Se­crets of pre­his­toric War­wick­shire sea mon­ster are re­vealed

Warwickshire Telegraph - - NEWS - By FIONNULA HAINEY

SCI­EN­TISTS study­ing the fos­silised re­mains of a pre­his­toric sea mon­ster found in War­wick­shire have re­vealed its se­crets for the first time.

The pre­his­toric crea­ture, named the ichthyosaur, roamed the seas al­most 200 mil­lion years ago.

A fos­sil of its skull, which is nearly one me­tre in length, was found on Fell Mill Farm in Ship­ston-on-Stour in 1955.

Now sci­en­tists at the Univer­sity of Manch­ester have stud­ied the fos­sil to re­veal even more about the in­cred­i­ble crea­ture.

Us­ing cut­ting-edge CT scan­ning tech­nol­ogy, the team of sci­en­tists have been able to dig­i­tally recre­ate the en­tire skull in 3D.

It is the first time a dig­i­tal re­con­struc­tion of a skull and jaw­bone of a large ma­rine rep­tile has ever been made avail­able for re­search pur­poses and to the pub­lic.

Al­though thou­sands of ichthyosaur fos­sils have been un­earthed in the UK, the one found in War­wick­shire is par­tic­u­larly im­por­tant and un­usual be­cause it is three­d­i­men­sion­ally preserved - and con­tains bones of the skull that are rarely ex­posed.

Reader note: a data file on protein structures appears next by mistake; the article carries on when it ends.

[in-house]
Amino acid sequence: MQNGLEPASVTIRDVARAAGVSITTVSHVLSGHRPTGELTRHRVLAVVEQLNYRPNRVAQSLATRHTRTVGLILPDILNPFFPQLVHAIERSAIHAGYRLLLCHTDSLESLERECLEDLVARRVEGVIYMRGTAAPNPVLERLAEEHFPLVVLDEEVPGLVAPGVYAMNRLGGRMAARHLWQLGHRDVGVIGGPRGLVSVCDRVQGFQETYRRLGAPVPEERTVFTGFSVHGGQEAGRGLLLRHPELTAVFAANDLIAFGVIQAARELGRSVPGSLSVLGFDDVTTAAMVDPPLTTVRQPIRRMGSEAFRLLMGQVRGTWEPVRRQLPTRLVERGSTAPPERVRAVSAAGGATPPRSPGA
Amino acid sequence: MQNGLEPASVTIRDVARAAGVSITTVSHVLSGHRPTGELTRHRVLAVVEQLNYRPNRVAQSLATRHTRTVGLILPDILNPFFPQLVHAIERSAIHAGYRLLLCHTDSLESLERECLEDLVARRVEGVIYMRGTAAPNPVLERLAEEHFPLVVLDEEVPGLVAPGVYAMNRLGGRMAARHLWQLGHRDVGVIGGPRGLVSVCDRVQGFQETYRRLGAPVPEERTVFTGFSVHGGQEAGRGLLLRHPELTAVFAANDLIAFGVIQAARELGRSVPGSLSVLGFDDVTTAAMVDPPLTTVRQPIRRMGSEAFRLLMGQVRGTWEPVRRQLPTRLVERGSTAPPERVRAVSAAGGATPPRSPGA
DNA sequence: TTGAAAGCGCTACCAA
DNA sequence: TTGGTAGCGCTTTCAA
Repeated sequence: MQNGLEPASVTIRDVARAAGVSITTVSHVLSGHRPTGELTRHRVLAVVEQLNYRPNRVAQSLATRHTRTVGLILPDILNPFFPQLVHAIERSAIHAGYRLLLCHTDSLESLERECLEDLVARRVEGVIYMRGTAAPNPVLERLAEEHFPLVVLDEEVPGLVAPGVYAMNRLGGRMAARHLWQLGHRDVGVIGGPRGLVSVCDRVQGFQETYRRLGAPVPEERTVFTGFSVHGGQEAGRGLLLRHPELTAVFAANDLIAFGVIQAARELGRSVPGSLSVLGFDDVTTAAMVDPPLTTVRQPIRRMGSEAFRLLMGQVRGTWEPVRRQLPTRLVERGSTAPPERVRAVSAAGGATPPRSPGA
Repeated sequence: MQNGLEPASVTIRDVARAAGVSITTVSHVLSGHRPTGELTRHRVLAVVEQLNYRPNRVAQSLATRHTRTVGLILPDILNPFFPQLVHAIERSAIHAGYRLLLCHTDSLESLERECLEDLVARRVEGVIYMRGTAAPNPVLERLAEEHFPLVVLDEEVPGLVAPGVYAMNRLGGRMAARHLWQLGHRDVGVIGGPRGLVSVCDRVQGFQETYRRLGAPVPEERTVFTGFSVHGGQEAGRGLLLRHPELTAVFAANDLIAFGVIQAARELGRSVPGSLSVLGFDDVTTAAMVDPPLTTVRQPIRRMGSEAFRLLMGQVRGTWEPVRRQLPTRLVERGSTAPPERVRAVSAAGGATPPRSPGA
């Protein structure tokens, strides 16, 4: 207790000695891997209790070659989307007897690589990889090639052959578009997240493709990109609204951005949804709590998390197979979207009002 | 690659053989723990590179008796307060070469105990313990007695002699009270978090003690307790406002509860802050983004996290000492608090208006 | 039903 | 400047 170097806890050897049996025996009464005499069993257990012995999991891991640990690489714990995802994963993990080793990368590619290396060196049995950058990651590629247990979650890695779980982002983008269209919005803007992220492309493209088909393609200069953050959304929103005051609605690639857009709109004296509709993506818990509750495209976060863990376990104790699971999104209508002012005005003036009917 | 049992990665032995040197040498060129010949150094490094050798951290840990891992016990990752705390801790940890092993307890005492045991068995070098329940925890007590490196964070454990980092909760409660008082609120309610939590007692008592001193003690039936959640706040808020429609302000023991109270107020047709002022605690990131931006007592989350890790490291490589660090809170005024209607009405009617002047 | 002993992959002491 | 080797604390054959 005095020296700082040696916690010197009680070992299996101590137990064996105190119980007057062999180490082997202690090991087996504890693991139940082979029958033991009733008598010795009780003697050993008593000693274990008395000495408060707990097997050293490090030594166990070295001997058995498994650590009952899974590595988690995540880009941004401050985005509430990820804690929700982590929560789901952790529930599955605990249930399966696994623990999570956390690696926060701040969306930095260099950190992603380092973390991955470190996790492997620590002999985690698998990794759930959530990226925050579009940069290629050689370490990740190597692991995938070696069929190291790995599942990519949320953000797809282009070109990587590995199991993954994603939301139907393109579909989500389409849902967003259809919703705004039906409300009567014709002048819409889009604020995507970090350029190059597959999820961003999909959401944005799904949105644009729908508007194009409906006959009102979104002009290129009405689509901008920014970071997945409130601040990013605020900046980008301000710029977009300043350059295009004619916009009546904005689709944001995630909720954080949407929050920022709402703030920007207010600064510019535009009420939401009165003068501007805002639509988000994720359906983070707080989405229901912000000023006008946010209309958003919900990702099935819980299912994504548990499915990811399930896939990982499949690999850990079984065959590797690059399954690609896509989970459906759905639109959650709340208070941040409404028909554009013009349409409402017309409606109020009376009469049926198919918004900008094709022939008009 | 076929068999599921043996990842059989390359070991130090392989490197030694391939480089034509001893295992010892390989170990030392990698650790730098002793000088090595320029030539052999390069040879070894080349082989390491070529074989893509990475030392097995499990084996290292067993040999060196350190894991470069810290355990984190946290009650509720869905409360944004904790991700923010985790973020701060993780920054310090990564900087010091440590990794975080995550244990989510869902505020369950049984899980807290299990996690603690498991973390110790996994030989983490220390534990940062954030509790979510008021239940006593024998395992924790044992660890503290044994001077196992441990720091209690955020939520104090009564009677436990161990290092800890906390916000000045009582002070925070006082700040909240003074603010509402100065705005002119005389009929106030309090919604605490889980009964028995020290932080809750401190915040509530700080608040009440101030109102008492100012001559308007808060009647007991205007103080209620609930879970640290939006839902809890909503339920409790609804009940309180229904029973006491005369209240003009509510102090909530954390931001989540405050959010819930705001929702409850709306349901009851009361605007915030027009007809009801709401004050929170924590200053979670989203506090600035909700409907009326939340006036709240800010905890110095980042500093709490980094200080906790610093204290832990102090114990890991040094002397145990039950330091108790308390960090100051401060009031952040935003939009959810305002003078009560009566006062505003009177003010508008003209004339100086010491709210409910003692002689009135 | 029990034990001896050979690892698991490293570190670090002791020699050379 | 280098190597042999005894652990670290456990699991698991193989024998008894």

Un­miss­able op­por­tu­ni­tyPalaeon­tol­o­gists Dean Lo­max and Nigel Larkin first be­gan study­ing the skull as part of a project at the Think­tank Sci­ence Mu­seum in Birm­ing­ham, where the ichthyosaur skele­ton is cur­rently on dis­play.

Lo­max, the lead au­thor and one of the world’s lead­ing ichthyosaur ex­perts, ex­plained: “The first time I saw this spec­i­men I was puz­zled by its ex­cel­lent preser­va­tion.

“Ichthyosaurs of this age (Early Juras­sic) are usu­ally ‘pan­caked,’ mean­ing that they are squished so that the orig­i­nal struc­ture of the skull is ei­ther not preserved or is dis­torted or dam­aged.

“So to have a skull and por­tions of the skele­ton of an ichthyosaur of this age preserved in three di­men­sions, and with­out any sur­round­ing rock ob­scur­ing it, is some­thing quite spe­cial.”

The ichthyosaur was orig­i­nally iden­ti­fied as a com­mon species calledIchthyosaurus com­mu­nis, but af­ter study­ing it closer, Lo­max was con­vinced it was a rarer species.

Based on var­i­ous fea­tures of the skull, he iden­ti­fied it as an ex­am­ple of an ichthyosaur calledPro­to­ichthyosaurus prostax­alis - the largest species of the spec­i­men known so far.

Co-au­thor Nigel Larkin added: “Ini­tially, the aim of the project was to clean and con­serve the skull and par­tially dis­man­tle it to re­build it more ac­cu­rately, ready for re­dis­play at the Think­tank Mu­seum.

“But we soon re­alised that the in­di­vid­ual bones of the skull were ex­cep­tion­ally well preserved in three di­men­sions, bet­ter than in any other ichthyosaur skull we’d seen.

“Fur­ther­more, that they would re­spond well to CT scan­ning, en­abling us to cap­ture their shape dig­i­tally and to see their in­ter­nal de­tails.

“This pre­sented an op­por­tu­nity that couldn’t be missed.”

The skull isn’t quite

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